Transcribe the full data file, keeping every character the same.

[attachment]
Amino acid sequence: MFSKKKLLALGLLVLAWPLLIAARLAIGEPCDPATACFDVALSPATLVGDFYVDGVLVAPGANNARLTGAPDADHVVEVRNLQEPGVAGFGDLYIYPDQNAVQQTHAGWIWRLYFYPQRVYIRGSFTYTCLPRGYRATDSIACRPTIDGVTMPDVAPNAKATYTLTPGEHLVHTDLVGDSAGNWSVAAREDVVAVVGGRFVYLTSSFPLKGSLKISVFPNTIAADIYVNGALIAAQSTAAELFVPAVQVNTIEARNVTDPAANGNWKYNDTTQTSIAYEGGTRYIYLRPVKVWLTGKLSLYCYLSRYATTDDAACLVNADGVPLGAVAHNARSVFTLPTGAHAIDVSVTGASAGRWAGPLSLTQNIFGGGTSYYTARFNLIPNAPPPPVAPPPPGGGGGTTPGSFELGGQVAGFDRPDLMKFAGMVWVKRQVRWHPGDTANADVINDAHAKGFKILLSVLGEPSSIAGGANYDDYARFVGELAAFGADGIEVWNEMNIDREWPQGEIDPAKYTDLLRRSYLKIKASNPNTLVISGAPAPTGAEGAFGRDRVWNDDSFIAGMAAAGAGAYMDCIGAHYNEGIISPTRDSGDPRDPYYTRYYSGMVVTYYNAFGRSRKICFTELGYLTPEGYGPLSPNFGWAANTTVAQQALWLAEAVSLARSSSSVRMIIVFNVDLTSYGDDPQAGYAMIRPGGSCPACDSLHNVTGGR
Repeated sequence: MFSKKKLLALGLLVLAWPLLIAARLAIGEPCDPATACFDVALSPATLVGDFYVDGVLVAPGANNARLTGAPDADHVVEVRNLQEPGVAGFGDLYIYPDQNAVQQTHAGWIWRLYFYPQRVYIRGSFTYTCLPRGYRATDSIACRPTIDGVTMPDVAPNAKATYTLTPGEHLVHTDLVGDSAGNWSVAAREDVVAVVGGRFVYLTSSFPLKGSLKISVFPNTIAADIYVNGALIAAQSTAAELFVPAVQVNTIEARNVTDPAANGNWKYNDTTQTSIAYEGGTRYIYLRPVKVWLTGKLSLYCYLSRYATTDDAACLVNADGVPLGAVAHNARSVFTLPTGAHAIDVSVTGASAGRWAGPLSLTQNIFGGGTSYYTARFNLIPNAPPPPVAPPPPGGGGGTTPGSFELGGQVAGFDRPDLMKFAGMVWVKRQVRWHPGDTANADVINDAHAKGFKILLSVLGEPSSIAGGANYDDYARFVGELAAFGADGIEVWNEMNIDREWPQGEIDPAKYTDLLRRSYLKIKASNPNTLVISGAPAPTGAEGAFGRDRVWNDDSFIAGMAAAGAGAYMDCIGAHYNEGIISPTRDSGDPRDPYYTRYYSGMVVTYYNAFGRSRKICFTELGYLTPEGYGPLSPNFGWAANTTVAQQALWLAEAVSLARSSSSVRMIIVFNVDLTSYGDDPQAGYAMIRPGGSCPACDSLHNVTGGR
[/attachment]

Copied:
Amino acid sequence: MFSKKKLLALGLLVLAWPLLIAARLAIGEPCDPATACFDVALSPATLVGDFYVDGVLVAPGANNARLTGAPDADHVVEVRNLQEPGVAGFGDLYIYPDQNAVQQTHAGWIWRLYFYPQRVYIRGSFTYTCLPRGYRATDSIACRPTIDGVTMPDVAPNAKATYTLTPGEHLVHTDLVGDSAGNWSVAAREDVVAVVGGRFVYLTSSFPLKGSLKISVFPNTIAADIYVNGALIAAQSTAAELFVPAVQVNTIEARNVTDPAANGNWKYNDTTQTSIAYEGGTRYIYLRPVKVWLTGKLSLYCYLSRYATTDDAACLVNADGVPLGAVAHNARSVFTLPTGAHAIDVSVTGASAGRWAGPLSLTQNIFGGGTSYYTARFNLIPNAPPPPVAPPPPGGGGGTTPGSFELGGQVAGFDRPDLMKFAGMVWVKRQVRWHPGDTANADVINDAHAKGFKILLSVLGEPSSIAGGANYDDYARFVGELAAFGADGIEVWNEMNIDREWPQGEIDPAKYTDLLRRSYLKIKASNPNTLVISGAPAPTGAEGAFGRDRVWNDDSFIAGMAAAGAGAYMDCIGAHYNEGIISPTRDSGDPRDPYYTRYYSGMVVTYYNAFGRSRKICFTELGYLTPEGYGPLSPNFGWAANTTVAQQALWLAEAVSLARSSSSVRMIIVFNVDLTSYGDDPQAGYAMIRPGGSCPACDSLHNVTGGR
Repeated sequence: MFSKKKLLALGLLVLAWPLLIAARLAIGEPCDPATACFDVALSPATLVGDFYVDGVLVAPGANNARLTGAPDADHVVEVRNLQEPGVAGFGDLYIYPDQNAVQQTHAGWIWRLYFYPQRVYIRGSFTYTCLPRGYRATDSIACRPTIDGVTMPDVAPNAKATYTLTPGEHLVHTDLVGDSAGNWSVAAREDVVAVVGGRFVYLTSSFPLKGSLKISVFPNTIAADIYVNGALIAAQSTAAELFVPAVQVNTIEARNVTDPAANGNWKYNDTTQTSIAYEGGTRYIYLRPVKVWLTGKLSLYCYLSRYATTDDAACLVNADGVPLGAVAHNARSVFTLPTGAHAIDVSVTGASAGRWAGPLSLTQNIFGGGTSYYTARFNLIPNAPPPPVAPPPPGGGGGTTPGSFELGGQVAGFDRPDLMKFAGMVWVKRQVRWHPGDTANADVINDAHAKGFKILLSVLGEPSSIAGGANYDDYARFVGELAAFGADGIEVWNEMNIDREWPQGEIDPAKYTDLLRRSYLKIKASNPNTLVISGAPAPTGAEGAFGRDRVWNDDSFIAGMAAAGAGAYMDCIGAHYNEGIISPTRDSGDPRDPYYTRYYSGMVVTYYNAFGRSRKICFTELGYLTPEGYGPLSPNFGWAANTTVAQQALWLAEAVSLARSSSSVRMIIVFNVDLTSYGDDPQAGYAMIRPGGSCPACDSLHNVTGGR